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THB’s football uniform challenge Quarterfinals: No. 2 vs. No. 7

Next up, it’s Dooley’s home uniforms versus Fedora’s mono white set.

This series will determine the ultimate UNC football uniform combination. Each week, your vote decides which set advances to the next round.

It was not even close last week. One of the current home sets, white-blue-white, advanced to the semifinals with one of the largest margins of victory so far in the uniform challenge. Take a look at the updated bracket (click to enlarge):

This week, different generations clash in a battle of a very popular uniform sets.

2. 1967-1977 home blue with blue helmet

Don McCauley
UNC great Don McCauley
Photo courtesy UNC Athletic Communications

The last uniform set with the interlocking NC on a field on the helmet, these jerseys brought Carolina football into the modern era.

A moment in this uniform

The 1970 season was the fourth under Coach Bill Dooley and the start of his most successful years at Carolina. Starting in 1970, Dooley led the North Carolina Tar Heels to six bowl games in eight seasons and three conference championships in that same time span.

It was also the senior season for running back Don McCauley (picture above), and what an autumn it would be for McCauley.

To start the season, Carolina beat Kentucky 20-10 to win their first opener since 1963. The next week, the Tar Heels hosted the Wolfpack in Kenan Memorial Stadium.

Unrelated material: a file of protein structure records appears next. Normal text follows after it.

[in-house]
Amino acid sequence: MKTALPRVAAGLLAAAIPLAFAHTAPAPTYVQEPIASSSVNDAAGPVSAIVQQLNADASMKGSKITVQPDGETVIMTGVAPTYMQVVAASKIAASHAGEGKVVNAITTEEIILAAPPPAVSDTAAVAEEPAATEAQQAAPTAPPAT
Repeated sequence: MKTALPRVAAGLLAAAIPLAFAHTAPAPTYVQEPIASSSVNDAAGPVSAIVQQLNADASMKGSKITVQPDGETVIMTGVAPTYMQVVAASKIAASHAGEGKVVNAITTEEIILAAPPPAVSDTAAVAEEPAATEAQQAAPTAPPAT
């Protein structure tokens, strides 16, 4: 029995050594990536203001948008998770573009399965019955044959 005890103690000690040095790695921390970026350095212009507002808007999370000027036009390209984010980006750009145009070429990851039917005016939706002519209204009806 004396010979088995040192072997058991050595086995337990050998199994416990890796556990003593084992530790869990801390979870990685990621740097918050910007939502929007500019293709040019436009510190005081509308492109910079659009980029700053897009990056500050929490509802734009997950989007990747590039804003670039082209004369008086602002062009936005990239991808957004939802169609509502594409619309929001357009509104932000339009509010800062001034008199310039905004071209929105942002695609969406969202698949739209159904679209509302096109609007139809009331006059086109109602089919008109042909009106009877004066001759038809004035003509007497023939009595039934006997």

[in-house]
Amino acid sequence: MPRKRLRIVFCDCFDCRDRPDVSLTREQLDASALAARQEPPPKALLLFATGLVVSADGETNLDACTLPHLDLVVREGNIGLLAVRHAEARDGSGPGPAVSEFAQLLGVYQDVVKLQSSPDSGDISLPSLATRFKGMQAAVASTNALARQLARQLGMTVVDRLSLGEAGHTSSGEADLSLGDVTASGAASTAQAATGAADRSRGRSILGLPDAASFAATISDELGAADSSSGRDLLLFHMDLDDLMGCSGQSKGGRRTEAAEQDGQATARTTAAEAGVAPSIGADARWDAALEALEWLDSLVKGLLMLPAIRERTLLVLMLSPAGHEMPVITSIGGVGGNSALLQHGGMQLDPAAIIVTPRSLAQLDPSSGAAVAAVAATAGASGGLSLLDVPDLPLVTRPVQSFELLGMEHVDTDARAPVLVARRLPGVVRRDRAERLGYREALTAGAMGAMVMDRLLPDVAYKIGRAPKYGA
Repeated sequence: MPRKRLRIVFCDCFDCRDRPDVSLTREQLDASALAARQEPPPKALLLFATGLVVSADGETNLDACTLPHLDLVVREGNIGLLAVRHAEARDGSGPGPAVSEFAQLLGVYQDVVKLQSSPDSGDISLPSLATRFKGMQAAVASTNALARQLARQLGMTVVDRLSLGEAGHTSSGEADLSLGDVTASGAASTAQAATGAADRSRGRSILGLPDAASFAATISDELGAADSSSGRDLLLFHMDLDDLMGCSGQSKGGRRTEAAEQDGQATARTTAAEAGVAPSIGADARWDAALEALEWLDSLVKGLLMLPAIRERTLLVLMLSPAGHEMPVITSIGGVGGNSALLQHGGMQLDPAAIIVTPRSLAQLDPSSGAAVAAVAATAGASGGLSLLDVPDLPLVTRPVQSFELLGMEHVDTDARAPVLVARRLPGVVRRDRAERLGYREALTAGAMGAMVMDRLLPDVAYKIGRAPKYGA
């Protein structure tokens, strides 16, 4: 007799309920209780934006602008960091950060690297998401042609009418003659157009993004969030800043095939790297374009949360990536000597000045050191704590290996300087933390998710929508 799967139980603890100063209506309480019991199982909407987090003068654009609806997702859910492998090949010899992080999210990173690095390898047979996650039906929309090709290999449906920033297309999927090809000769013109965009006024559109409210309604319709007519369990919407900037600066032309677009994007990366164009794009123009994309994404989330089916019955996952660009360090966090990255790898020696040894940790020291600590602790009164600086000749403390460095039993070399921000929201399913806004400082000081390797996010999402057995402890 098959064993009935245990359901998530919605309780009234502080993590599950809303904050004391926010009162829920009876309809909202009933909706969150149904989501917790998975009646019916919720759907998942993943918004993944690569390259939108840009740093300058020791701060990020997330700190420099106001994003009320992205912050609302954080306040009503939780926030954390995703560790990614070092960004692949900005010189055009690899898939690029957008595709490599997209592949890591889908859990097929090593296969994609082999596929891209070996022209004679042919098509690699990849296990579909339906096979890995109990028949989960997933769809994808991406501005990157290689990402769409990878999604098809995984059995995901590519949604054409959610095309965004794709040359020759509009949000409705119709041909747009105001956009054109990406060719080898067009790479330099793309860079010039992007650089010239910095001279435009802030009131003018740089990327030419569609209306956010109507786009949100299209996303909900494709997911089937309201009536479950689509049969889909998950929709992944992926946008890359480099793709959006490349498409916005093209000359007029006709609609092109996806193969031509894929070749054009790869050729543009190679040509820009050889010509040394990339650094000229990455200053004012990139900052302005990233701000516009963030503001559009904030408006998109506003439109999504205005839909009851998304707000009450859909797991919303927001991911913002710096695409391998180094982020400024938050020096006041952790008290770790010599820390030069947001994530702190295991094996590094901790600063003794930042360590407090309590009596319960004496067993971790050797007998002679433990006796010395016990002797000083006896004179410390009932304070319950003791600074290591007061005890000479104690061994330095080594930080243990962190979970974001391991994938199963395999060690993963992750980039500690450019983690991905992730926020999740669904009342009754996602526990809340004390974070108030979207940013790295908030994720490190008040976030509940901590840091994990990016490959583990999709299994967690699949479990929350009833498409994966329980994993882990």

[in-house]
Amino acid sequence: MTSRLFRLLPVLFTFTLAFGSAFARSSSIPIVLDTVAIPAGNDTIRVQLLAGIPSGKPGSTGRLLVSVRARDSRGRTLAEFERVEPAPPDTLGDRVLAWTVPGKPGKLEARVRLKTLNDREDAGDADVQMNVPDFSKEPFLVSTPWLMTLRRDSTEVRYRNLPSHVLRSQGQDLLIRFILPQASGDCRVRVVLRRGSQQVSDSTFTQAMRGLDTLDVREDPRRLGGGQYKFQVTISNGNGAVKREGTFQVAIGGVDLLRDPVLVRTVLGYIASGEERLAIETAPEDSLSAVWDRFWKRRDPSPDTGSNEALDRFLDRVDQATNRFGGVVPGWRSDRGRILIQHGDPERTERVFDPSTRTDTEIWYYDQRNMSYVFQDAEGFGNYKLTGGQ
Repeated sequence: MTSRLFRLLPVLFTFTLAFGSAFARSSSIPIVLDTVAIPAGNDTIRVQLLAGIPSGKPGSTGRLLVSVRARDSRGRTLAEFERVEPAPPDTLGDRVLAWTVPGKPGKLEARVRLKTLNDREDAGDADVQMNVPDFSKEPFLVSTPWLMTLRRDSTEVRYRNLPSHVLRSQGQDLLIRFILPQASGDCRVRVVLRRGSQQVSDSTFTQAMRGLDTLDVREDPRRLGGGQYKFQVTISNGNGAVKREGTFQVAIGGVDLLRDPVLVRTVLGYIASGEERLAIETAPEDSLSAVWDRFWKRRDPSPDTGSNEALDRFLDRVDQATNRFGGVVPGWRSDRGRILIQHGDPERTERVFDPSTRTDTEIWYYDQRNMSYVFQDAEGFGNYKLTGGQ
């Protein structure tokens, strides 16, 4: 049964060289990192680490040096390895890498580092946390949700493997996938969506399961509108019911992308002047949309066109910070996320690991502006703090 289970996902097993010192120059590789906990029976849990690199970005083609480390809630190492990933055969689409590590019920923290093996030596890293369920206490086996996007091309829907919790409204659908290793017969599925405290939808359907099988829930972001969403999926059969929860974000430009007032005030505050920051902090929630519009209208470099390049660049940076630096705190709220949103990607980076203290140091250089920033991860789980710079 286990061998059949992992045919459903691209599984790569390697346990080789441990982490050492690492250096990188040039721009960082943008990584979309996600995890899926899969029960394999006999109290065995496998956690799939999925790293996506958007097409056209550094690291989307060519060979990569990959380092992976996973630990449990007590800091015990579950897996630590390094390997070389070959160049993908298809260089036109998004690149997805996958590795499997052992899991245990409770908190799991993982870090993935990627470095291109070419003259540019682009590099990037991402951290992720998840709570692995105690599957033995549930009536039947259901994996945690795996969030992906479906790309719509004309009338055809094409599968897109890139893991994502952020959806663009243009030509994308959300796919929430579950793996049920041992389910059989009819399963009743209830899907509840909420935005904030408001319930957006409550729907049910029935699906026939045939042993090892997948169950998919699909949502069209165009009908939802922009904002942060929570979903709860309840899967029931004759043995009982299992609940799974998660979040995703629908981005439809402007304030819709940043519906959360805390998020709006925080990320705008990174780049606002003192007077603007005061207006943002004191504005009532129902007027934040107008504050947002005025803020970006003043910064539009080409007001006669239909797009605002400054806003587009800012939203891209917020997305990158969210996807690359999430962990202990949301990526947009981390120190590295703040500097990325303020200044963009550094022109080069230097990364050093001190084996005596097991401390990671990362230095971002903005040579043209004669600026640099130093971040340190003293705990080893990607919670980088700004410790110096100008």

Dooley had never beaten NC State, and the Heels were on a three-game losing streak to the team from Raleigh.

It was a defensive battle that day in Chapel Hill. After a scoreless first quarter, Carolina got on the board with a 12-yard touchdown pass from Paul Miller to fullback Geof Hamlin. UNC missed the extra point and the Tar Heels took a 6-0 lead into the half.

After the half, once again, the teams went back-and-forth during a scoreless quarter. In the fourth quarter, Carolina scored twice to extend their lead. Johnny (as he was known then) Swofford scored on a 1-yard run and McCauley punched in a score from two yards.

Carolina beat NC State 19-0 that day. McCauley gained 171 yards on the ground that day. Reaching back to the 1969 season, that was his seventh consecutive 100-yard rushing day. He would go on in the next game against Maryland to gain more than 100 yards, his eighth consecutive and a school record to this day.

The run defense for Carolina was excellent in the game against State, holding the Wolfpack to just 11 yards on the ground. They managed just 122 passing yards in the shutout.

It was one of many memorable performances for McCauley in the season he broke O.J. Simpson’s NCAA single-season rushing record and set the program single-season record that remains first in program history. Check out the profile on McCauley, and details about his record-setting year and the most memorable game of that 1970 season.

7. 2015-present all white “Stormtrooper”

North Carolina v Virginia Tech
M.J. Stewart (L) and Des Lawrence (R)
Photo by Michael Shroyer/Getty Images

Although the white jersey and pants combo have been used for decades, the reintroduction of the white helmet added another monochromatic look for the Tar Heels.

A moment in this uniform

In November 2015, the Tar Heels traveled to Blacksburg, Virginia to face Frank Beamer in his last home game as head coach of Virginia Tech. For Carolina, they were focused on other items, including 10 consecutive wins and a Coastal Division crown.